Pros and Cons of Reusable Air Filters

person cleaning reusable air filter through a blower

#NoFilter may be a social media flex, but running your AC or heat pump without one can ruin your HVAC and your indoor air quality. If you’re worried using filters will throw your carbon footprint out of whack, consider using washable air filters, instead. They’re more sustainable and cost-effective but may also be less effective with overall filtration. Before making the switch, check out the pros and cons of reusable air filters below.

But First, What Is a Reusable Air Filter?

A greener alternative to disposable air filters, reusable ones (aka washable air filters) are more sustainable, as they help reduce the amount of household trash that ends up in landfills every year. Rather than throwing them away every three months or so, simply wash them with dish soap or an air filter cleaner you can pick up at your local hardware store, and reinstall them once they’re dry.

Like disposable air filters — flat (fiberglass) filters, high-efficiency particulate air/HEPA filters, and pleated filters — washable filters control airflow throughout your home and help keep airborne contaminants like pollen, dust, pet dander, and other allergens from entering your living spaces; some can even filter out mold spores. Not only does this maintain good indoor air quality, but it also helps extend the lifespan of your HVAC system and increase its overall efficiency.

The Pros of Reusable Air Filters

woman cleaning and washing a air filter
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They’re Better for the Environment

HVAC air filters clogged with months’ worth of airborne particles and pollutants can restrict airflow and cause your HVAC unit to work harder, in turn, using more energy. Additionally, this dirtiness can lead to the freezing of your air conditioning coils, which can set off a slew of other issues. This is why experts recommend changing your air filters at least every three months.

But where do all those disposable air filters go? Straight to the landfill, as the filter material is neither recyclable nor biodegradable. By switching to a reusable air filter, you can help decrease that waste. Instead of tossing your filters every few months, you’ll wash them with gentle soap and warm water and put them back into their slots once they’re fully dry.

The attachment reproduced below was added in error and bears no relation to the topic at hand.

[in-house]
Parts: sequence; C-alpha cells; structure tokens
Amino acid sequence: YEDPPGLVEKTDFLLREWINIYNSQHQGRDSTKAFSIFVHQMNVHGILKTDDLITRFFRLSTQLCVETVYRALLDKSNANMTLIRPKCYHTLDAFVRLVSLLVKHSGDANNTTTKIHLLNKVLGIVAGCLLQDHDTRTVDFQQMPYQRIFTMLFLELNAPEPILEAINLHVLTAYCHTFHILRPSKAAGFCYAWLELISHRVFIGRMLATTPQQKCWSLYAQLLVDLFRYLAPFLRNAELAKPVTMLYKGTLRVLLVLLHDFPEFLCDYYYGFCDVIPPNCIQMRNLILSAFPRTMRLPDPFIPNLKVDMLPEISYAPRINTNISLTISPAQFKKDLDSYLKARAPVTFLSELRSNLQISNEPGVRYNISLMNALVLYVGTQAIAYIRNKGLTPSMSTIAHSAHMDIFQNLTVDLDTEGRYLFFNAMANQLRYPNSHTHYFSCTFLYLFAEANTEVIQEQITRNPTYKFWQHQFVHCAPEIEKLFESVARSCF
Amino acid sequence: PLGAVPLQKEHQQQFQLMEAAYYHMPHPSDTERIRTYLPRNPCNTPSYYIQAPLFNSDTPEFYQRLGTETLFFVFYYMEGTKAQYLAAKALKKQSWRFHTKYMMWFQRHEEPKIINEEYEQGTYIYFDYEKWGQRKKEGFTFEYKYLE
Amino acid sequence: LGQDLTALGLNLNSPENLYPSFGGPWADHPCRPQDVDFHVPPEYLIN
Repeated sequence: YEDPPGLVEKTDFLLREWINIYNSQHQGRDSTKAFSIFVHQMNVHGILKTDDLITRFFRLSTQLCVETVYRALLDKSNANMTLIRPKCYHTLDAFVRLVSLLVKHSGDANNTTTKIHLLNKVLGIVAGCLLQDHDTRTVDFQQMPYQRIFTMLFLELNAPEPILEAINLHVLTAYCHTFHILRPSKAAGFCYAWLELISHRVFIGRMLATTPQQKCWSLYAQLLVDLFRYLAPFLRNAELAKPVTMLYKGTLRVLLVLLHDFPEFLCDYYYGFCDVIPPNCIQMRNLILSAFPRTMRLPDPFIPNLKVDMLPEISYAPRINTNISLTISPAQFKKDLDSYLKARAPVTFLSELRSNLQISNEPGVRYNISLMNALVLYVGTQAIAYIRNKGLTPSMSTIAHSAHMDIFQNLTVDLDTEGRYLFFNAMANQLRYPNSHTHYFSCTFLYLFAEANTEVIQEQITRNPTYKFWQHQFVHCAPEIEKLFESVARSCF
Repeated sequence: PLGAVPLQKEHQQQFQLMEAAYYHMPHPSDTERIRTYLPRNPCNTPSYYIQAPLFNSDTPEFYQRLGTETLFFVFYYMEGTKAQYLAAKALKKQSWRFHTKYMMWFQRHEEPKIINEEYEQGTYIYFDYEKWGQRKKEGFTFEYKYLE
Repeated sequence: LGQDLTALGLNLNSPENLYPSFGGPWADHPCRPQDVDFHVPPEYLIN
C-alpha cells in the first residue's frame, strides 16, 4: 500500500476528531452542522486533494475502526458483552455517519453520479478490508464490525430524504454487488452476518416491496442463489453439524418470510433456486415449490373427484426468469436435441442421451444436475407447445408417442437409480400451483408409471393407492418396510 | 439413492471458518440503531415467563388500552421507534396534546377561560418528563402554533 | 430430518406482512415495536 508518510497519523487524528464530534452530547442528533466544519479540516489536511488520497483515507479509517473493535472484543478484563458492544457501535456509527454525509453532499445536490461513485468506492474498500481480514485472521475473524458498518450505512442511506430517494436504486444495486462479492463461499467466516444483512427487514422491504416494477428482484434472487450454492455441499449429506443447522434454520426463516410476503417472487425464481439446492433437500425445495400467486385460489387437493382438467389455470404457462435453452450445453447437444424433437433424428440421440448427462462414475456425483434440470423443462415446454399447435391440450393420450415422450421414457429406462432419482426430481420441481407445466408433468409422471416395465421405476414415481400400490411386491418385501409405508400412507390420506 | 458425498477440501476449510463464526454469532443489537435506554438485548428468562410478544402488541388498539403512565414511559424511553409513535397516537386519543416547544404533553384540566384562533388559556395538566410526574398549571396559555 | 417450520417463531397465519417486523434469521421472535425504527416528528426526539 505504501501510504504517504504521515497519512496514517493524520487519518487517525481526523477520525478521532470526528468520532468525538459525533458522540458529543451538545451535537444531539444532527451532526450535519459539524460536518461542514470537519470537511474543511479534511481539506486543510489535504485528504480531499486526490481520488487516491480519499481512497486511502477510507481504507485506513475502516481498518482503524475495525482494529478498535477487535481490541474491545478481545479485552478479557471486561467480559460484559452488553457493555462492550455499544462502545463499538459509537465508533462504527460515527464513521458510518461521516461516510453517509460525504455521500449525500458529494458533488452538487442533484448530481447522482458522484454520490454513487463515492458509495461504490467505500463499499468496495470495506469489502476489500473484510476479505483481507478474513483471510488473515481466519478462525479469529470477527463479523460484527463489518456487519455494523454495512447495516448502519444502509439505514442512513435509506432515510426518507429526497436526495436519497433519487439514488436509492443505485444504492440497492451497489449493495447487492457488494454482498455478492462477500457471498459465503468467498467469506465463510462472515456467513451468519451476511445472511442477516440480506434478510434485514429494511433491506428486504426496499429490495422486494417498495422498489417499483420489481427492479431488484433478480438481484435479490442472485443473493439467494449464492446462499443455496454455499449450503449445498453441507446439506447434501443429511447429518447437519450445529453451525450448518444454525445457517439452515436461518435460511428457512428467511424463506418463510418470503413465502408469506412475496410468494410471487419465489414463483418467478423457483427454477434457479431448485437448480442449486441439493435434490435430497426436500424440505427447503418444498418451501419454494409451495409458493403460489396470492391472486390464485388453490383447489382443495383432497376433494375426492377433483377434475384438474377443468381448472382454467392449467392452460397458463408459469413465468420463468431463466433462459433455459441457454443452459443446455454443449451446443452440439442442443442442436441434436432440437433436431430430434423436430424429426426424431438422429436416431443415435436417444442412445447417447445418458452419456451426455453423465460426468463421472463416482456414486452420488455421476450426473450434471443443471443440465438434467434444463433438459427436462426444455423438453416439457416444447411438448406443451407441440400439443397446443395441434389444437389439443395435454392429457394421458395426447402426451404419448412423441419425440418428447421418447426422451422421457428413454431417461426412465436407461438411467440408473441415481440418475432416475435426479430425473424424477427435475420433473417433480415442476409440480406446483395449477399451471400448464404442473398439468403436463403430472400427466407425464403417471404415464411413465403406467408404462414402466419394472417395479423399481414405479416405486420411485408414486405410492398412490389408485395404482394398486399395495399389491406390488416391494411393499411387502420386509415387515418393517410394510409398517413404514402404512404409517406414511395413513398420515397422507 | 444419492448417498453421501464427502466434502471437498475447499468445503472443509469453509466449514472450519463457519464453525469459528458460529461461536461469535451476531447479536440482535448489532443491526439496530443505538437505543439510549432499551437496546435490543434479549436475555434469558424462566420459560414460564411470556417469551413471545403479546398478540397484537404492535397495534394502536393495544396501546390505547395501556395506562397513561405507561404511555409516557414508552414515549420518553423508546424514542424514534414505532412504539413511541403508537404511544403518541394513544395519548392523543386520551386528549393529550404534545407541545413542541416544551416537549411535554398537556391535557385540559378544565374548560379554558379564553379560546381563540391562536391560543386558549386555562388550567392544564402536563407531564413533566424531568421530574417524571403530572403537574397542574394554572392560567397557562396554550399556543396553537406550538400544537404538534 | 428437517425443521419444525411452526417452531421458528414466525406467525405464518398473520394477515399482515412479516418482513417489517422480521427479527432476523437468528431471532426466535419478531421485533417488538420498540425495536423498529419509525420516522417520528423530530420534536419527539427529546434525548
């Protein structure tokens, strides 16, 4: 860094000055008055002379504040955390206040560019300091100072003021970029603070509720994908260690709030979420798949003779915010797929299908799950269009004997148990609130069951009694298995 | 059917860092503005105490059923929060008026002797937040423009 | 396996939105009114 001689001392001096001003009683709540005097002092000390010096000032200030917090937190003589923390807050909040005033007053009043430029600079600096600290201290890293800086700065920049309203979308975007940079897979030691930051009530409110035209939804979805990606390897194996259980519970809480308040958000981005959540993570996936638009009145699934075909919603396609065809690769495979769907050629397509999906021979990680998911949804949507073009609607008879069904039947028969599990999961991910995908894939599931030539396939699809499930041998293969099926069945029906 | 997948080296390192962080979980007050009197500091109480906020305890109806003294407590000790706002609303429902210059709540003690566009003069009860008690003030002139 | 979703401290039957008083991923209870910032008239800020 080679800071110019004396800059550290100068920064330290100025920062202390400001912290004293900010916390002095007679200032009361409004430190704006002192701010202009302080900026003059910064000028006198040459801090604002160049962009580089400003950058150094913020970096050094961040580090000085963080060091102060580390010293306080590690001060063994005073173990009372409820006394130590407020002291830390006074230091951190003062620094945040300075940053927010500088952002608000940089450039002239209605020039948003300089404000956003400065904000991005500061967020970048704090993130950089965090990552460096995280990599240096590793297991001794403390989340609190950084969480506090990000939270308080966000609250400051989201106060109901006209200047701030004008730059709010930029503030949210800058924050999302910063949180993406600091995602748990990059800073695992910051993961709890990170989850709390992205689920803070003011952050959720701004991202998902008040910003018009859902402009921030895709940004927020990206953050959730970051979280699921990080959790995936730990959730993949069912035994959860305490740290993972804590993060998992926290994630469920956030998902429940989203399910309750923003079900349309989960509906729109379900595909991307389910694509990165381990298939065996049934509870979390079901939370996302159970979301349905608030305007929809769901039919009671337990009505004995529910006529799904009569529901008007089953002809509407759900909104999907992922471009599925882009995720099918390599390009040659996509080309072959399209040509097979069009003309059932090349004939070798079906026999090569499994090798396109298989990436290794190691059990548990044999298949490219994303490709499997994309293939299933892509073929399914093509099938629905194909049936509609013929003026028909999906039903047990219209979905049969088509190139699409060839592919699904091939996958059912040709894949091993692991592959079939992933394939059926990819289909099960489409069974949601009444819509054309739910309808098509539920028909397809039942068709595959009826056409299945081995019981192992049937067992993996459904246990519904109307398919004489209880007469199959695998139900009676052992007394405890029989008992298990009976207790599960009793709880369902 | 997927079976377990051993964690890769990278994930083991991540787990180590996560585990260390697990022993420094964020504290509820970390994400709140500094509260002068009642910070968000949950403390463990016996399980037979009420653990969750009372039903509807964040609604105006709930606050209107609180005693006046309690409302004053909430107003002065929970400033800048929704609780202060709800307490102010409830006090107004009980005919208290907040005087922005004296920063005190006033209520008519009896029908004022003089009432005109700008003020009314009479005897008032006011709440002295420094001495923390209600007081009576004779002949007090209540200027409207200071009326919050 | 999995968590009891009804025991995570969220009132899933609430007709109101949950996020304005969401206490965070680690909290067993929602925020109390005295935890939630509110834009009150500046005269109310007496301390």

Note: Be sure to heed the “fully dry” instruction — if reinstalled with even a little dampness, you could be inviting mold and mildew to set up shop.

They Have Lasting Durability

Made of aluminum mesh, foam, or a polypropylene-polyester mix of filtration materials held together by a steel frame, washable air conditioner/furnace air filters are built to endure quarterly cleanings. And, since these washable filters have such lasting durability, they’re also more cost-effective. You’ll only have to purchase a whole new filter once every three to five years or so; some homeowners have reported theirs lasting up to 10 years!

They Can Capture Smaller Particles

There are two main types of filtration — mechanical and electrostatic. Mechanical filters capture dust, pollen, and other larger particles as they float about the air and come in contact with the filter. Electrostatic filters (which the majority of reusable filters are), however, use static electricity to attract smaller airborne contaminants that may literally fall through the cracks of other filters.

Note: While reusable electrostatic filters are really good at removing smaller particles like bacteria, viruses, and smoke from the air, larger particles like dust and pollen are harder for reusable filters to catch, as a stronger electric pull would be necessary to draw in more that size.

The Cons of Reusable Air Filters

woman diy homeowner inspects dirty and clean filter
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They Typically Have Limited Air Filtration

As mentioned above, since so many reusable air filters are electrostatic air filters, they aren’t able to trap as many larger particles as their mechanical filtration counterparts. Also due to their lack of mechanical filtration, these filters aren’t particularly effective at filtering any particles under heavy airflow. If your airflow is too strong, it could literally blow all the trapped pollutants out of the filter and back into the air.